The "gadget" was assembled at the nearby McDonald Ranch House, the components arriving on July 12. It was assembled on the 13th and precariously winched up the tower the following day. In case of failure, a huge steel canister code-named "Jumbo" was prepared to recover the valuable plutonium at the order of General Groves. Weighing 240 tons, "Jumbo" was meant to contain the explosion from the 5 tons of conventional explosives used to compress the plutonium in case the chain reaction failed. At great expense, "Jumbo" was constructed in Pittsburgh, Pennsylvania, and brought out to the test site by rail, but by the time it arrived the confidence of the scientists was high enough that they decided not to use it. It was instead hoisted up in a steel tower 800 yards (730 m) from the "gadget", as a rough measure of how powerful it would be. In the end, "Jumbo" survived, though its tower did not.
The detonation was initially planned for 4:00 a.m. but was postponed due to rain and lightning from early that morning. Under conditions of rain it was feared that the danger from radiation and fallout would be greatly increased, and the lightning put the scientists on edge about the possibility of an accidental detonation.
 The explosion
At 4:45 a.m. a crucial weather report came in favorably, and at 5:10 a.m. the twenty-minute countdown began. Most of the top-level scientists and military officers were observing from a base camp, ten miles (16 km) southwest of the test tower. Many other observers were around twenty miles (32 km) away, and some others were scattered at different distances, some in more informal situations (physicist Richard Feynman claimed to be the only person to see the explosion without the dark glasses provided, relying on a truck windshield to screen out harmful ultraviolet wavelengths<ref name = Fey00>Richard Feynman (2000), The Pleasure of Finding Things Out p. 53-96 ISBN 0-7382-0349-1</ref>). The final countdown was read by physicist Samuel K. Allison.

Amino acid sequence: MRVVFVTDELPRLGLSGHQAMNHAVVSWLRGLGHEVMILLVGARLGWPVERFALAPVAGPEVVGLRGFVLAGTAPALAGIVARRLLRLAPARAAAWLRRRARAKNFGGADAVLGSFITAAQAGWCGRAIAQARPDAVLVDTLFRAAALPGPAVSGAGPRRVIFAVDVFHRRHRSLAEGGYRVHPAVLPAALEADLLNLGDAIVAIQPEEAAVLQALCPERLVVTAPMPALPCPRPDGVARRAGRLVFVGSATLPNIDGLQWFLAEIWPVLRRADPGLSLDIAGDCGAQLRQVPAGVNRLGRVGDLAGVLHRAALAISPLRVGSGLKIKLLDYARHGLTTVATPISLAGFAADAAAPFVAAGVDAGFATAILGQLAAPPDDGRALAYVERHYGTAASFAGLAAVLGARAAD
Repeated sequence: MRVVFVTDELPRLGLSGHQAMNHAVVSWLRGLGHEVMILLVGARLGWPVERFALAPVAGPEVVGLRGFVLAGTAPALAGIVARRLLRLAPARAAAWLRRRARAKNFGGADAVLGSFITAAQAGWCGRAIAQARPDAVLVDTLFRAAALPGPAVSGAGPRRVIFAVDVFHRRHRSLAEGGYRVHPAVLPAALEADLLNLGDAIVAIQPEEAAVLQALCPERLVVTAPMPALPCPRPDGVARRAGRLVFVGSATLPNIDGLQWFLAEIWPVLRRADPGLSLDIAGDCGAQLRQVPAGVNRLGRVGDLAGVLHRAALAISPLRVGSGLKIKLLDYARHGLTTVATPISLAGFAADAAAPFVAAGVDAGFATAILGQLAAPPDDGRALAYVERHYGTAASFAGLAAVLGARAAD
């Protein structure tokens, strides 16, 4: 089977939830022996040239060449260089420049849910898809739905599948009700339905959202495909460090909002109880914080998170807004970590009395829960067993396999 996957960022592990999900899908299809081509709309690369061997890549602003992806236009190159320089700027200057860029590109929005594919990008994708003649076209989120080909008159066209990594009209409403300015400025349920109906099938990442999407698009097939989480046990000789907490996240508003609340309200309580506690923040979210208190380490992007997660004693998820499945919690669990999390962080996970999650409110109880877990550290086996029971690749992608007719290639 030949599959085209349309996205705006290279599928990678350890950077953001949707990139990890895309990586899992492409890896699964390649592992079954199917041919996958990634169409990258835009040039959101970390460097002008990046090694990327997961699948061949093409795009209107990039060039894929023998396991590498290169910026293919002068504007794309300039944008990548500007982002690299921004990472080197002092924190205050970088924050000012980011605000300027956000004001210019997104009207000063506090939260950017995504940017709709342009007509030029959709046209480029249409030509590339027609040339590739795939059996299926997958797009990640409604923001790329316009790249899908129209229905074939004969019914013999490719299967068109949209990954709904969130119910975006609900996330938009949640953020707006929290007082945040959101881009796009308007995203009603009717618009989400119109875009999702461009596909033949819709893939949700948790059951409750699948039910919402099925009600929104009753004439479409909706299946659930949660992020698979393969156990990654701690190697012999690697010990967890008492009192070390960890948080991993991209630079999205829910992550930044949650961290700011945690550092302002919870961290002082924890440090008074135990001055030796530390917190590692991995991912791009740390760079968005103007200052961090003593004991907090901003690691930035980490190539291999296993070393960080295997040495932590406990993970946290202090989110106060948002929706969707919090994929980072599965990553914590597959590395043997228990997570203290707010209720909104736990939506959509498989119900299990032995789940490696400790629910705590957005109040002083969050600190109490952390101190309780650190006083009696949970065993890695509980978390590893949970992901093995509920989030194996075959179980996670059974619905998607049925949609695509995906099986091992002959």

At 05:29:45 local time (Mountain War Time), the device exploded with an energy equivalent to around 19 kilotons of TNT (87.5 TJ). It left a crater of radioactive glass in the desert 3 meters (10 feet) deep and 330 meters (1,100 feet) wide. At the time of detonation, the surrounding mountains were illuminated brighter than daytime for one to two seconds, and the heat was reported as being as hot as an oven at the base camp. The observed colors of the illumination ranged from purple, to green, and eventually to white. The roar of the shock wave took 40 seconds to reach the observers.<ref name = Her93/> The shock wave was felt over 160 km (100 miles) away, and the mushroom cloud reached 12 km (7.5 miles) of height. As Los Alamos director J. Robert Oppenheimer watched the demonstration, he later said that a line from the Hindu scripture the Bhagavad Gita came to mind: